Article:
Beyond finance: Coming Clean

Images of grey, bean counting accountants may not seem to mesh with the more colourful world of sustainable business. But the number-crunchers could be crucial to the way the latter is reported – and how seriously the information is received. Investors and the media are often sceptical of companies’ claims to be anything more socially responsible than a profit generator. But as wider social concerns take centre stage, accountants argue that by using their ”hard” number and analytical skills, this seemingly ”soft” side of corporate reporting can be read as more than PR.

Anita Skipper, head of corporate governance at Morley Fund Management, is blunt: ”If you don’t measure it, people who read it don’t really believe it.”

Mike Barber, an audit partner at Deloitte, says: ”This isn’t a fashion fad – businesses that do this well integrate it into their business model.... Companies are getting good at explaining how they think they touch the environment. They’re good at saying what they think they need to do to improve their operations, but the difficulty is expressing that as numerical targets against which they can be measured.”

EU directives now force companies to report on relevant environmental issues and include performance indicators, while the UK Companies Act requires directors’ general duties to include the impact the company has on the environment and local communities. But even in PR terms, sustainable business can no longer be considered a side issue and public perceptions of a company’s acceptance of its wider responsibilities matters. ”Companies have a lot of relationships with consumers – they can be shareholders, employees, customers or people who live near a company’s operations,” says David Christopherson at Black Sun, a corporate reporting consultancy. ”Reputation is a big issue.” A survey by Black Sun earlier this year showed that most companies feel increased transparency in the narratives of their reports had helped boost investors’ and analysts’ understanding of their business.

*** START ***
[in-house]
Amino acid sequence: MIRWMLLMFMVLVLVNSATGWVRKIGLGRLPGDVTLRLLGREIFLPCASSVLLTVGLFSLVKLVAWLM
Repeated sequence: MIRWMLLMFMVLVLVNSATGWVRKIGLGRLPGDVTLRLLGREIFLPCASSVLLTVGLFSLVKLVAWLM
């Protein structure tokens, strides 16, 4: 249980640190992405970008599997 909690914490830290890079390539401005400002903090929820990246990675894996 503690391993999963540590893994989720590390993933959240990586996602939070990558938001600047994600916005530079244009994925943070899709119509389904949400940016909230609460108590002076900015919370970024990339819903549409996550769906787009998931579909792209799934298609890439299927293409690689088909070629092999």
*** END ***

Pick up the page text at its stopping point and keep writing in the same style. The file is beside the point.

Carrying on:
”Companies will always have their problems but they’re more likely to get the benefit of the doubt if they’re seen to be transparent,” says Geoff Lane, a partner in PwC’s sustainable development team. ”You’ll always have some outliers, of course, but the majority will give them credit for being open.”